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9 Important Truths About Hospice Care

in-home hospice care

There are many myths about hospice care. Often, these misconceptions keep people and their loved ones from getting the care and support they need at a time when they need it most. Being informed is the first step in making complex healthcare decisions and in experiencing the improved quality of life that hospice care offers patients and their loved ones.


Hospice is not a place

Hospice is a philosophy of care, not a place. The goal of hospice is to provide care where people are most comfortable – at home. Therefore, most patients receive care right where they live: in a private residence, assisted living community, skilled nursing facility, or even in a hospital. Care focuses on pain and symptom management, as well as reducing stress and anxiety, to improve quality of life. At end of life, it provides a dignified, peaceful death.

 

Hospice isn’t about giving up on life

When curative treatment is no longer available or desired, hospice care allows people to live in comfort and dignity for whatever time they have left. The focus is on quality of life instead of a cure. Individualized plans of care allow patients to determine what is most important to them while receiving care. Goals are re-evaluated as the illness progresses, allowing patients and their loved ones to remain in control of their care.

Superior Senior Home Health has actually supported many patients in realizing bucket list wishes while receiving hospice care: taking one last trip to the beach, meeting their rock ‘n roll hero, marrying the love of their life, and realizing a lifetime wish to exhibit their artwork, just to name a few.

Hospice is not only for the last days of life

When people hear that someone they know is in hospice care, many of them think that means that the person only has days to live. Unfortunately, that is the case for too many as most people are referred to care when they are already actively dying. The fact is that hospice care provides months of improved quality of life for patients and their loved ones.

Hospice’s interdisciplinary care teams provide “whole body” care in that they address not only physical needs, but also psychosocial and spiritual needs. They also provide much needed support, education and respite to family members/caregivers. Receiving the maximum benefit from hospice care is dependent on starting care early.

We hear it far too often from family members: “I wish I had called hospice sooner.”

Hospice is not just for cancer patients

Cancer patients represent approximately 37% of hospice patients. The rest have some other life-limiting illness such as heart disease, COPD, liver disease, kidney failure, ALS, Alzheimer’s disease, stroke or any other terminal illness eligible for hospice care.

Hospice is not expensive

Hospice is covered by Medicare, Medicaid and most private insurance companies. This includes all care, medications, medical equipment and supplies associated with a patient’s primary illness.

Hospice is not religiously affiliated

Hospice chaplains respect the spiritual beliefs, faith traditions, and practices of all individuals. Chaplains provide spiritual care that patients and families find comforting, whether they consider themselves religious or not. They help patients explore their unique sources of faith and hope, recognize their own spiritual nature and individual practice of faith, or just provide a compassionate caring presence and listening ear.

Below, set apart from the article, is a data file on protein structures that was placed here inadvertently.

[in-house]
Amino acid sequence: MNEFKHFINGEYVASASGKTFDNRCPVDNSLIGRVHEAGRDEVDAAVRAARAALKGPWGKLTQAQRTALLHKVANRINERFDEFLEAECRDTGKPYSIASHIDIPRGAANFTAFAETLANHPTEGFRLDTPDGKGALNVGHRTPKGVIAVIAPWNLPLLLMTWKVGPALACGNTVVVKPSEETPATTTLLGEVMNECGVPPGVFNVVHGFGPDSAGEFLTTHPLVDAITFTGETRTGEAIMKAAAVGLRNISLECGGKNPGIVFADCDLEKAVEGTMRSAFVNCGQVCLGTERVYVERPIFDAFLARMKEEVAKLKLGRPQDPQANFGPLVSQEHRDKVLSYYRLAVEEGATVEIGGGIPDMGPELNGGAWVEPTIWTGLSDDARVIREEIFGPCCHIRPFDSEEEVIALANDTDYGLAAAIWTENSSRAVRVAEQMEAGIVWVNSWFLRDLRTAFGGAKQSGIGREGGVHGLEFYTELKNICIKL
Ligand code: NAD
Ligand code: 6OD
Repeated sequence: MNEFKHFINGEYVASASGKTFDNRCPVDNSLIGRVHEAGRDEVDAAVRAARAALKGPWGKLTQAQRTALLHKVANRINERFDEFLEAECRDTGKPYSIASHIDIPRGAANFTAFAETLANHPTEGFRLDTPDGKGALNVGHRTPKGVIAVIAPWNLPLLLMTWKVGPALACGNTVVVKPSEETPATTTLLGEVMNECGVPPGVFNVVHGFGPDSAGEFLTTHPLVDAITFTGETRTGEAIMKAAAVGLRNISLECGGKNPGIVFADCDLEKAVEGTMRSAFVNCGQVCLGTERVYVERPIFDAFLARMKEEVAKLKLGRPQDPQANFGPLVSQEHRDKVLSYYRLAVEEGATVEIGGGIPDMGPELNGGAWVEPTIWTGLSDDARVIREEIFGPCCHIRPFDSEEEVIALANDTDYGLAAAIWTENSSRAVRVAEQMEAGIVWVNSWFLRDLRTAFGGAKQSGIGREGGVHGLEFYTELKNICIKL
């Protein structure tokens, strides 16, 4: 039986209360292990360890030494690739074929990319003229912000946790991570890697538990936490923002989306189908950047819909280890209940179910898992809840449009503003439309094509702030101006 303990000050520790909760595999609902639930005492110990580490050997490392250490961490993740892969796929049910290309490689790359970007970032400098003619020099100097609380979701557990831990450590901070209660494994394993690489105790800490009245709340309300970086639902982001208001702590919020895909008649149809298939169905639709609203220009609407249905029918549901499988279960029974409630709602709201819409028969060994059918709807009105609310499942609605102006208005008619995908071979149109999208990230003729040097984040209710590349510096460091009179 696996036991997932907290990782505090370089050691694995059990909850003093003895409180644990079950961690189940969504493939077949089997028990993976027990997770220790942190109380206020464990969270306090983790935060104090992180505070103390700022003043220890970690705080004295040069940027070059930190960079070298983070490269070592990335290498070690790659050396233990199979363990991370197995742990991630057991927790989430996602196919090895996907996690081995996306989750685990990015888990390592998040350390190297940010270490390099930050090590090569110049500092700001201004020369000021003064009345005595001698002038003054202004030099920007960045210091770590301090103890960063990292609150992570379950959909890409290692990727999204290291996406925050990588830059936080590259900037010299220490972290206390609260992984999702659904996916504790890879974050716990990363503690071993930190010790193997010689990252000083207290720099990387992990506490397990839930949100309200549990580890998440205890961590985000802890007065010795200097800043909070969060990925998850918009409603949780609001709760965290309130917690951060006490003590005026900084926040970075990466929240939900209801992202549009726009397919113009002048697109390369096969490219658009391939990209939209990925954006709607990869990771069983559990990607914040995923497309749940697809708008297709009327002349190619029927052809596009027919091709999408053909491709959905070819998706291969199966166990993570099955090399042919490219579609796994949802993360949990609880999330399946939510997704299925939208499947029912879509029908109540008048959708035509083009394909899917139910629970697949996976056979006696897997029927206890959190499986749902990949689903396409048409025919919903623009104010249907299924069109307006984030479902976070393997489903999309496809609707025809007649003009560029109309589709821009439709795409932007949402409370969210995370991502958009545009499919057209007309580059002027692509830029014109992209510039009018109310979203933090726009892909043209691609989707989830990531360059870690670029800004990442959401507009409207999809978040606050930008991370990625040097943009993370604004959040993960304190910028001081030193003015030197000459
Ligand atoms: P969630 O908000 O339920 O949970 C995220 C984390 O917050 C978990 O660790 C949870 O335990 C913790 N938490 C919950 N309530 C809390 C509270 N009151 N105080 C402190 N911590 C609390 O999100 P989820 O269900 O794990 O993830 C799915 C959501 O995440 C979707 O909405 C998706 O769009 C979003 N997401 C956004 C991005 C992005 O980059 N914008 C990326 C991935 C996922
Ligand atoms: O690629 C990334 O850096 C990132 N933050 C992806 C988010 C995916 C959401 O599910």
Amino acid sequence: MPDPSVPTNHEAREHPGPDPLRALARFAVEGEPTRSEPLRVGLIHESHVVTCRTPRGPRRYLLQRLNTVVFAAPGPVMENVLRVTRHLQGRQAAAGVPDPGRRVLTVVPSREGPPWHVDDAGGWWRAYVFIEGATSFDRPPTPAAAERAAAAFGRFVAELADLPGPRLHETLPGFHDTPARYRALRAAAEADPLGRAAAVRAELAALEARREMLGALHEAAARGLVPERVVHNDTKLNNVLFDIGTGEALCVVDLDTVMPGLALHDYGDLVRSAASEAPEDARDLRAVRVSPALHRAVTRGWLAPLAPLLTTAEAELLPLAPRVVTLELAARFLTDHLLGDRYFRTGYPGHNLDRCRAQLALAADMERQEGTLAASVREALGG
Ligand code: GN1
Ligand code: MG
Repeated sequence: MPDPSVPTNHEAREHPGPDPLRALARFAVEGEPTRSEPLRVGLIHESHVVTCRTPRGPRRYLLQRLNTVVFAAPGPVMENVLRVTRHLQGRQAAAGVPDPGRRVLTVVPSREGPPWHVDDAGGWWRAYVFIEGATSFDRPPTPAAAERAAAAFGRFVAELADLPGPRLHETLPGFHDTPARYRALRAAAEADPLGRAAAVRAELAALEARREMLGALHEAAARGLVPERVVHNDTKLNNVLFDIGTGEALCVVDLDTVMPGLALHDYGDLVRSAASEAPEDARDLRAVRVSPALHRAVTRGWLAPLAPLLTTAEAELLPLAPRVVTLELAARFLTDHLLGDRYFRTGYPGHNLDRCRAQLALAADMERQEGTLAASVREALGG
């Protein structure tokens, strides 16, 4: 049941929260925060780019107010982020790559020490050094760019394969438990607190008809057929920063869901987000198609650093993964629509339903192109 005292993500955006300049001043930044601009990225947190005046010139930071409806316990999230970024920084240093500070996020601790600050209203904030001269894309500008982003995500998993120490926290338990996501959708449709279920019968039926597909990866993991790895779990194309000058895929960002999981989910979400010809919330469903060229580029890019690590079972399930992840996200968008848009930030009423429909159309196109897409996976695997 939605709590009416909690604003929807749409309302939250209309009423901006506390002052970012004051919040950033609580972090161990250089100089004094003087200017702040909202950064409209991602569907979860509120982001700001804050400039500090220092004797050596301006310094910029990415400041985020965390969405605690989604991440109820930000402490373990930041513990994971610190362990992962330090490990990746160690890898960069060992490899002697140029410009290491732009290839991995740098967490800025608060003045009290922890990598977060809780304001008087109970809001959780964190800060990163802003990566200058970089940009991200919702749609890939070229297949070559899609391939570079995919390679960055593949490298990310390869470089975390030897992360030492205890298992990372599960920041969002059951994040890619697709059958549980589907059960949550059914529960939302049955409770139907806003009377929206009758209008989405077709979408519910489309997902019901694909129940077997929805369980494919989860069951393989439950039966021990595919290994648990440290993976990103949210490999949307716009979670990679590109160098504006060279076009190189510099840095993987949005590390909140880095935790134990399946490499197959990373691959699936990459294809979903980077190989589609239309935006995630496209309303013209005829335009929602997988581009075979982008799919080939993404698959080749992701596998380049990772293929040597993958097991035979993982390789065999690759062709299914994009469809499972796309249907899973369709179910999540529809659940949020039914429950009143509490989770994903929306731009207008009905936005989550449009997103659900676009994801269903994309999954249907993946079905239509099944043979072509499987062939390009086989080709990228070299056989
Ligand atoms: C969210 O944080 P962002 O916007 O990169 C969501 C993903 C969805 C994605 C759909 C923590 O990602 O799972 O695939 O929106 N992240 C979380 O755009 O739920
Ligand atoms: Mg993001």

Hospice does not hasten death

Many people think that hospice hastens death because many times, as soon as they hear someone is receiving hospice care, they learn this person has died. This has to do with when the patient was referred for care and is not an indication that hospice care hastened their death. The goal of hospice care is to improve quality of life for patients and families for whatever time they have left.

There are no studies that show that hospice care quickens death, however, there are studies that prove that hospice patients may actually live longer than patients who do not receive hospice care.

Hospice does not deny nutrition

Many people think that hospice care involves starving people. That is simply not true. Hospice patients are not denied food or liquids. However, as a person’s illness progresses and they near death, most patients will begin to eat and drink less and less. This is because the body is simply not expending energy and is also no longer able to process foods and liquids. This is completely natural and simply part of the dying process for many patients. The lack of food and liquid does not hasten death, cause the patient pain, or cause starvation.

Anyone can refer someone for hospice care: family member, friend, pastor, and, yes, your doctor

Far too often, people wait for their doctor to recommend hospice care before they consider this type of care for themselves or their loved one. By simply calling Superior Senior Home Health, we can assess if care may be appropriate. If you start noticing decline in status such as increasing amounts of pain medications, doctor visits or Emergency Department visits; inability to bathe, dress, or prepare meals; frequent falls; unexpected weight-loss; and/or spending more time confined to a bed or chair, it’s time to start finding out more. This way care can start sooner and improved quality of life may be possible for months.

 


Superior Home Health & Hospice offers a complimentary consultation with an advisor to help you determine your loved one’s home health & hospice needs. To schedule your free consultation, call 805.742.4514 or contact us online.

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